• What else should we consider when amending or modifying a plan? As we noted above, an insider may only modify or amend a 10b5-1 plan when he or she is not in possession of MNPI. Even if an insider is not in possession of MNPI at the time of amendment, a pattern of amending or modifying one’s plan raises the question of whether the insider is using the plan as a legitimate tool to diversify his or her risk exposure and monetize assets, or as a way to opportunistically step in and out of the market. Because Rule 10b5-1 provides an affirmative defense but not a safe harbor, insiders and their companies should be aware that the effectiveness of the affirmative defense could be diminished by a pattern of plan amendments and modifications.
  • Can a plan be terminated or suspended? Unlike amending a plan, a 10b5-1 plan may legally be terminated before its predetermined end date even though the insider is in possession of MNPI (although some brokers’ forms prohibit this as a contractual matter). Because plan sales shortly before the announcement of bad news can generate unwanted attention, an insider may decide to terminate a plan in the face of an impending negative announcement, even though as a technical matter the affirmative defense would be expected to cover the sales. On the other hand, terminating a selling plan before an impending positive announcement may raise the suspicion that the insider is using Rule 10b5-1 as a way to opportunistically time the market, thereby risking the likelihood that his or her future use of the affirmative defense will be successful. We generally suggest that plan terminations initiated by an insider take place during an open window, absent special circumstances and approval by the general counsel. It may also make sense for the general counsel to have the ability, but not the responsibility, to terminate the plan. Plans should also allow for mandatory suspension if legally required, for example due to Regulation M or tax reasons.
  • How long should a plan last? In order to minimize the need for early termination, the term of the plan should be carefully weighed at the outset. An optimal plan term will be long enough to distance the insider, and any current knowledge that he or she may have, from a particular trade but short enough that it will not require termination should the insider’s financial planning strategies change. A short “one-off” 10b5-1 plan can appear to be timed to take advantage of MNPI. On the other hand, the longer the plan term, the greater the likelihood that it will need to be modified or terminated. Most plans tend to have a term of six months to two years.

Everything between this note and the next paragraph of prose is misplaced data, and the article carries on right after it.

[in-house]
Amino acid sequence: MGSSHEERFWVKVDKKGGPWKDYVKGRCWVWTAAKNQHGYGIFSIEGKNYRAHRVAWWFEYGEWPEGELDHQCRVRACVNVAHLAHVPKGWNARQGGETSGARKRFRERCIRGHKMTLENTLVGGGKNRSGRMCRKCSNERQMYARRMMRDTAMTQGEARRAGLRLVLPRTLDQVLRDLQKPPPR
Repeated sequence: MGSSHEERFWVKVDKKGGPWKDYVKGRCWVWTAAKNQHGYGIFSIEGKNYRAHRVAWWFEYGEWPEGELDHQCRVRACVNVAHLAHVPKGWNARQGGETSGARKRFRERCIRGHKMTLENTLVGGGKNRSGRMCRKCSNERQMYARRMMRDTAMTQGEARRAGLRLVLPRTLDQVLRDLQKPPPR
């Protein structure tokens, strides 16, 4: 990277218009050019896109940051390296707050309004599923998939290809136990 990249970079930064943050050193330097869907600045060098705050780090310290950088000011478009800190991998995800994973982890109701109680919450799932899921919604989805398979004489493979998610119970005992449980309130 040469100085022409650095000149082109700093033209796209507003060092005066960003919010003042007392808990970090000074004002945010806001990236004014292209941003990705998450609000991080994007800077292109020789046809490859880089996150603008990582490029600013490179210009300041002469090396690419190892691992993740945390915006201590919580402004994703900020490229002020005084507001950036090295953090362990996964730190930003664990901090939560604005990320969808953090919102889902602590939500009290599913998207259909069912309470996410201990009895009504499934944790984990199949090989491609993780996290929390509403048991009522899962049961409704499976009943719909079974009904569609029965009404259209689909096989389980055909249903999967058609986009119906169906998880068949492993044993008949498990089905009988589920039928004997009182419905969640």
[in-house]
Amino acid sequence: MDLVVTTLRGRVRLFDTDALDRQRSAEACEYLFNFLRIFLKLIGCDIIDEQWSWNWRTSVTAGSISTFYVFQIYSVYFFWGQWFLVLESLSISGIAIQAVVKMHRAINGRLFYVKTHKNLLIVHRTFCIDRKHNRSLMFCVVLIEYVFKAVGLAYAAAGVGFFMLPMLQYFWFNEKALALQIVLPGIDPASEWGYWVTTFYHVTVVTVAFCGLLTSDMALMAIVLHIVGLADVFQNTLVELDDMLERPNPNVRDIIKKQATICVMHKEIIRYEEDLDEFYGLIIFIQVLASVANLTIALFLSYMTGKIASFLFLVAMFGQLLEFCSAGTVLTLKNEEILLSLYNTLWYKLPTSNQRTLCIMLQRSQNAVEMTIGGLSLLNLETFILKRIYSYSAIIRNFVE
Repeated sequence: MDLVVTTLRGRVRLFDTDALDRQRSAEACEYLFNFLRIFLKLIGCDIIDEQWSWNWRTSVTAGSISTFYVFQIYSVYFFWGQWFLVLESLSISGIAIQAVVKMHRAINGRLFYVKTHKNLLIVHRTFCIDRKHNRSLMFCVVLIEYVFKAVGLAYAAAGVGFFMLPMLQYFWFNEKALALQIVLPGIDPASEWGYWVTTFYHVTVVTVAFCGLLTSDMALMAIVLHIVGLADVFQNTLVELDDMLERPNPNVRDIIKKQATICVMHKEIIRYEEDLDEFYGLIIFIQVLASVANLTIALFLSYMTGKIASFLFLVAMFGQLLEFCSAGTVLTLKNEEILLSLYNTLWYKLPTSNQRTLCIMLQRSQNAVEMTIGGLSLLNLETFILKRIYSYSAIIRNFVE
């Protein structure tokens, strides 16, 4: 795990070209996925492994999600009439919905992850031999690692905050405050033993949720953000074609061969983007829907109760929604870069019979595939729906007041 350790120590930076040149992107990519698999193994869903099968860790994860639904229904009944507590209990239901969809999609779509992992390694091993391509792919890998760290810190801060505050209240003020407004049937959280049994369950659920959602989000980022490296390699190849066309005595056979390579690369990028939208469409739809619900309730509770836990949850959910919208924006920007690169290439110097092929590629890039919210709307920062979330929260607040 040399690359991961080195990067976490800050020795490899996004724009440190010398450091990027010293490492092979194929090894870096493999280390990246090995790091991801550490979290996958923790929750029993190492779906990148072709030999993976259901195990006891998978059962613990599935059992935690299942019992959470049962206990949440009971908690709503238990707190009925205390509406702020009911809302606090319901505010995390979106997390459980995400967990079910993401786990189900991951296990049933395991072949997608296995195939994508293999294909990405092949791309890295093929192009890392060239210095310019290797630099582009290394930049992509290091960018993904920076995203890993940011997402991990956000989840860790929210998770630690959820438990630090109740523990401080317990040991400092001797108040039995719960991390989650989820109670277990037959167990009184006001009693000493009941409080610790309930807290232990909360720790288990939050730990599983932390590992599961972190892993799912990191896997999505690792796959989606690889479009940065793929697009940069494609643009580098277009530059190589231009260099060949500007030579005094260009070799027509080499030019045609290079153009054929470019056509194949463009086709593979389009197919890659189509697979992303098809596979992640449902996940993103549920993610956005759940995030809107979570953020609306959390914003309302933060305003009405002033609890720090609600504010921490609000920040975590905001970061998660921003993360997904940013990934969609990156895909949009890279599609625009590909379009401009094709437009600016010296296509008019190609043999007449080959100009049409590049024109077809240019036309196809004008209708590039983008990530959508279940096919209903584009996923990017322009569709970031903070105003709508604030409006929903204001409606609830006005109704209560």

• Should the company pre-clear or review an executive’s plan? A company’s pre-approval or review of a specific or template 10b5-1 plan may provide assurance that the plan complies with best practices, and we think this is useful. Certain companies disallow the third type of plan (one that gives the broker the right to determine whether, how and when to make purchases) in order to avoid the evidentiary difficulty associated with proving that the executive did not communicate with the broker with respect to trades under the plan. While this is not required, we think this is a prudent option to consider. At a minimum, most companies require pre-approval of an executive’s entry into a 10b5-1 plan, if not pre-approval of the plan itself. Other limits that are sometimes considered are whether to set a maximum percentage of holdings that can be subject to a 10b5-1 plan, and rules for setting price floors.


[1] See Executives’ Good Luck in Trading Own Stock, November 27, 2012; Insider-Trading Probe Widens, U.S. Launches Criminal Investigation Into Stock Sales by Company Executives, December 10, 2012; and Trading Plans Under Fire Despite 2007 Warning, Experts Say Loopholes Remain for Corporate Insiders, December 14, 2012 (subscription required).
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  1. […] why Schmidt will sell the stock, but how he’ll do it—using what’s called a “10b5-1 trading plan,” which refers to a SEC rule used by corporate insiders to avoid charges of insider trading […]